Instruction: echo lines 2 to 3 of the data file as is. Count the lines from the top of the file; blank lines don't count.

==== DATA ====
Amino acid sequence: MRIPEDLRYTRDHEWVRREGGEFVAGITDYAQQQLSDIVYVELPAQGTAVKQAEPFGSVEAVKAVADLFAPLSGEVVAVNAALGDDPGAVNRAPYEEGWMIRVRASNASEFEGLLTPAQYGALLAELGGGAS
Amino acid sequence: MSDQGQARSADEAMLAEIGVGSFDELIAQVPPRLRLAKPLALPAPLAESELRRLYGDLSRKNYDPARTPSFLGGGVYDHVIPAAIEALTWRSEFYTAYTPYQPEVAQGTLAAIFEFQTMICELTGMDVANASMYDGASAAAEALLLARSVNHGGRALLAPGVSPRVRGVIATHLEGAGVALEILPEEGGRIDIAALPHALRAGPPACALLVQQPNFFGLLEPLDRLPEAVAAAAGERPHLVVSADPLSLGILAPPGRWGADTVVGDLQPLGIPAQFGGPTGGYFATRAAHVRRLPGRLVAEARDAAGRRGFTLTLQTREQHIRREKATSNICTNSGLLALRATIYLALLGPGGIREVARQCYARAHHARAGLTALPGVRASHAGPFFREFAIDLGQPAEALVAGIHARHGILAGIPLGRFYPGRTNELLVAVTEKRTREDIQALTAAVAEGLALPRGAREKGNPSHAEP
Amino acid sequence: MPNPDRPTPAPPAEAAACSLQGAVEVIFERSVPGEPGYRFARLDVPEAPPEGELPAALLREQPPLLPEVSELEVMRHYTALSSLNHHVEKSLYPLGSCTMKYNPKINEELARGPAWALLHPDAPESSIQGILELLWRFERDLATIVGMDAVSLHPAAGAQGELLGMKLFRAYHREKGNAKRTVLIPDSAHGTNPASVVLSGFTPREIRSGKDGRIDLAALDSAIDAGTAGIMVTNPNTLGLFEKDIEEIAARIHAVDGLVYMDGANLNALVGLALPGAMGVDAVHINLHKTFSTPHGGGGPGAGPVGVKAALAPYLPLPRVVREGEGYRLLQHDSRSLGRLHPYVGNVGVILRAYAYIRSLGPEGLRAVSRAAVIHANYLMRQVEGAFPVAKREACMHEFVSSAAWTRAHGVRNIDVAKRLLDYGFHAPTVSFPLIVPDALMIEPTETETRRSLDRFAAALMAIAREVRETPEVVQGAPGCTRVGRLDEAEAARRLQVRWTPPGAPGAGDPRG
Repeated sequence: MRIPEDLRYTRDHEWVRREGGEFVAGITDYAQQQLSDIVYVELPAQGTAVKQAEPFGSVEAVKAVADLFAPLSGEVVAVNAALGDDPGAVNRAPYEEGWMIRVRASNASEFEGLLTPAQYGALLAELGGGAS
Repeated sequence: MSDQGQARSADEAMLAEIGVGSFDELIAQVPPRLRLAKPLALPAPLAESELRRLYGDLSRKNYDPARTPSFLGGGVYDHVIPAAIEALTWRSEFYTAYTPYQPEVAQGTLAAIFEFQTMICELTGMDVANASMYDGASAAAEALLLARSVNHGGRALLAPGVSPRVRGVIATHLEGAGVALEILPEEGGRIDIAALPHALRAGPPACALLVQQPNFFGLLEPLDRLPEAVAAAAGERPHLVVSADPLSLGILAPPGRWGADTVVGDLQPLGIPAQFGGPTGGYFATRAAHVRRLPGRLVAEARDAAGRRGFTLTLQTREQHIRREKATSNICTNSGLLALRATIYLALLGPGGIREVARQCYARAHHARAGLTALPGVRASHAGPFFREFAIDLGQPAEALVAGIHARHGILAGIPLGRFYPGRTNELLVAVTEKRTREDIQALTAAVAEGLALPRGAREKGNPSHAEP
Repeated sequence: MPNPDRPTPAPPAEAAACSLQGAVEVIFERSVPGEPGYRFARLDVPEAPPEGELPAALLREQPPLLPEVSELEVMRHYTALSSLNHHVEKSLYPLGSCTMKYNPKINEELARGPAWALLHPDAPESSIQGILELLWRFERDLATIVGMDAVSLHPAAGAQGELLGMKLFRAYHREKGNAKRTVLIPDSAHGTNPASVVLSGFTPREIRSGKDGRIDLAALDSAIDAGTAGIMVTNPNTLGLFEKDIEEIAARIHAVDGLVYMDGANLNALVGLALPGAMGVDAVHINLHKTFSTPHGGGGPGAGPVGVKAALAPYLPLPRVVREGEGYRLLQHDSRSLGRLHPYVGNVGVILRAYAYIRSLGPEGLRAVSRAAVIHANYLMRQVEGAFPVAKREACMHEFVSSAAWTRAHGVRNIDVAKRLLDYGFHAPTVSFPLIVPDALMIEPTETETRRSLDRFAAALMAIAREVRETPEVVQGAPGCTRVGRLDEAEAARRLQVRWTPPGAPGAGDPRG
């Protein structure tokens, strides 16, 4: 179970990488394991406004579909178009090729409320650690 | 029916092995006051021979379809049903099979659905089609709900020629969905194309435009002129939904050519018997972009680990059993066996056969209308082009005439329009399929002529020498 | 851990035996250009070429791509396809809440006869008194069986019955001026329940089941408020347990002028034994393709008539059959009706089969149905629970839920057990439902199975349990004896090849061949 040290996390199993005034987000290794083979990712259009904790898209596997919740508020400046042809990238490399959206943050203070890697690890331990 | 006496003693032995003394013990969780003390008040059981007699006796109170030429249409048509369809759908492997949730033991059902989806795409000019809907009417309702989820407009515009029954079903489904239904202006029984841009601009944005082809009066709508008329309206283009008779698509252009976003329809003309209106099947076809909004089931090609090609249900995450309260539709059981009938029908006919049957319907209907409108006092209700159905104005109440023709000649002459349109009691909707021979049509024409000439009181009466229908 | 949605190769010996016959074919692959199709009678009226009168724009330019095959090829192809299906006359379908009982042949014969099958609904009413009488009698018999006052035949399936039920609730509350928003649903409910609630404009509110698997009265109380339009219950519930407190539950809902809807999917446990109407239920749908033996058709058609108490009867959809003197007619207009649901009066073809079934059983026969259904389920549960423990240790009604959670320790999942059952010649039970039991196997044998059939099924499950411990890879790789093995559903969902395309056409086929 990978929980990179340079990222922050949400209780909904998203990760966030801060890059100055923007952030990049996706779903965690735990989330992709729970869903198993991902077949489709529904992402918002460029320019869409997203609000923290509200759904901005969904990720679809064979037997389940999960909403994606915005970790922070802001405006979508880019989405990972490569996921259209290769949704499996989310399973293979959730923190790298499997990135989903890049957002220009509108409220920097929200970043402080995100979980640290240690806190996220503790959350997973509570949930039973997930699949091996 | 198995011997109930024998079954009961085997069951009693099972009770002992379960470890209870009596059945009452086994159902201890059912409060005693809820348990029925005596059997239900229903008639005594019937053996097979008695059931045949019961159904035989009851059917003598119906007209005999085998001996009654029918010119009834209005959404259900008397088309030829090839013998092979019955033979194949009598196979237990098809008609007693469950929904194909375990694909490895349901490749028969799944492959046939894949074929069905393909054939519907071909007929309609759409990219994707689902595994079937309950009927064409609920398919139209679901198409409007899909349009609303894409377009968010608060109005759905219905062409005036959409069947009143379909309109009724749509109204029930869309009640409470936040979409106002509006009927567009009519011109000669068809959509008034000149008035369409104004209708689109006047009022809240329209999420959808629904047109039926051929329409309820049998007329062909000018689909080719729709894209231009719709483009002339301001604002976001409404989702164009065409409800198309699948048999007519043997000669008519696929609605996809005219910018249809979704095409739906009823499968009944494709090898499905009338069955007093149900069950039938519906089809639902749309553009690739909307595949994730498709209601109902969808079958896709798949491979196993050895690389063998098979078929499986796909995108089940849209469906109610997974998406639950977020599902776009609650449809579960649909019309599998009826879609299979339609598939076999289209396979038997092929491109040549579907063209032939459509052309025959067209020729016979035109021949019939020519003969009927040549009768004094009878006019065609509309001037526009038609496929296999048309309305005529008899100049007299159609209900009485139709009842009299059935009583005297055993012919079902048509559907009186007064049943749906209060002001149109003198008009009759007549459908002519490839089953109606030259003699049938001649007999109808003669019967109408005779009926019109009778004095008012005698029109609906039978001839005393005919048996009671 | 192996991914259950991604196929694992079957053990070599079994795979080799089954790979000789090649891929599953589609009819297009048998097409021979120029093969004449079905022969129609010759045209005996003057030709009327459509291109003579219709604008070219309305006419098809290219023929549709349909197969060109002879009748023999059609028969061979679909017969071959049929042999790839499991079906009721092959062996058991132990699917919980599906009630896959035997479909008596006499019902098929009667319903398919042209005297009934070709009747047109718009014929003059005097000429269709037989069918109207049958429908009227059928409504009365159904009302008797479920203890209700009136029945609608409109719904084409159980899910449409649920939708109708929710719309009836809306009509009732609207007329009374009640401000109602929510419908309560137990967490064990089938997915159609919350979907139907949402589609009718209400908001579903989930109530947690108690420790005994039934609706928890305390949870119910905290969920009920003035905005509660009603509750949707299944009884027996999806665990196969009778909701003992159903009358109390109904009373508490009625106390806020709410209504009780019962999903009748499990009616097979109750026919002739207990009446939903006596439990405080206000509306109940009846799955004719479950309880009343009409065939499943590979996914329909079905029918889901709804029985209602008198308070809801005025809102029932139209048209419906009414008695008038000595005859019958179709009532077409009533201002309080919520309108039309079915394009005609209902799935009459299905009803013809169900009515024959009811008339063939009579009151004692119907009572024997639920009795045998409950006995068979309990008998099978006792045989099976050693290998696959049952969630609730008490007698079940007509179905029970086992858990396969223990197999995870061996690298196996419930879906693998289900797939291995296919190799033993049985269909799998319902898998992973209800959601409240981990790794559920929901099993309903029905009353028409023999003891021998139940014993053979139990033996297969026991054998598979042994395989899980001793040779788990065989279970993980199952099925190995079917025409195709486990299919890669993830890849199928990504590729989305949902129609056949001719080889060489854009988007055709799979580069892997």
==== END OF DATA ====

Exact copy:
Amino acid sequence: MSDQGQARSADEAMLAEIGVGSFDELIAQVPPRLRLAKPLALPAPLAESELRRLYGDLSRKNYDPARTPSFLGGGVYDHVIPAAIEALTWRSEFYTAYTPYQPEVAQGTLAAIFEFQTMICELTGMDVANASMYDGASAAAEALLLARSVNHGGRALLAPGVSPRVRGVIATHLEGAGVALEILPEEGGRIDIAALPHALRAGPPACALLVQQPNFFGLLEPLDRLPEAVAAAAGERPHLVVSADPLSLGILAPPGRWGADTVVGDLQPLGIPAQFGGPTGGYFATRAAHVRRLPGRLVAEARDAAGRRGFTLTLQTREQHIRREKATSNICTNSGLLALRATIYLALLGPGGIREVARQCYARAHHARAGLTALPGVRASHAGPFFREFAIDLGQPAEALVAGIHARHGILAGIPLGRFYPGRTNELLVAVTEKRTREDIQALTAAVAEGLALPRGAREKGNPSHAEP
Amino acid sequence: MPNPDRPTPAPPAEAAACSLQGAVEVIFERSVPGEPGYRFARLDVPEAPPEGELPAALLREQPPLLPEVSELEVMRHYTALSSLNHHVEKSLYPLGSCTMKYNPKINEELARGPAWALLHPDAPESSIQGILELLWRFERDLATIVGMDAVSLHPAAGAQGELLGMKLFRAYHREKGNAKRTVLIPDSAHGTNPASVVLSGFTPREIRSGKDGRIDLAALDSAIDAGTAGIMVTNPNTLGLFEKDIEEIAARIHAVDGLVYMDGANLNALVGLALPGAMGVDAVHINLHKTFSTPHGGGGPGAGPVGVKAALAPYLPLPRVVREGEGYRLLQHDSRSLGRLHPYVGNVGVILRAYAYIRSLGPEGLRAVSRAAVIHANYLMRQVEGAFPVAKREACMHEFVSSAAWTRAHGVRNIDVAKRLLDYGFHAPTVSFPLIVPDALMIEPTETETRRSLDRFAAALMAIAREVRETPEVVQGAPGCTRVGRLDEAEAARRLQVRWTPPGAPGAGDPRG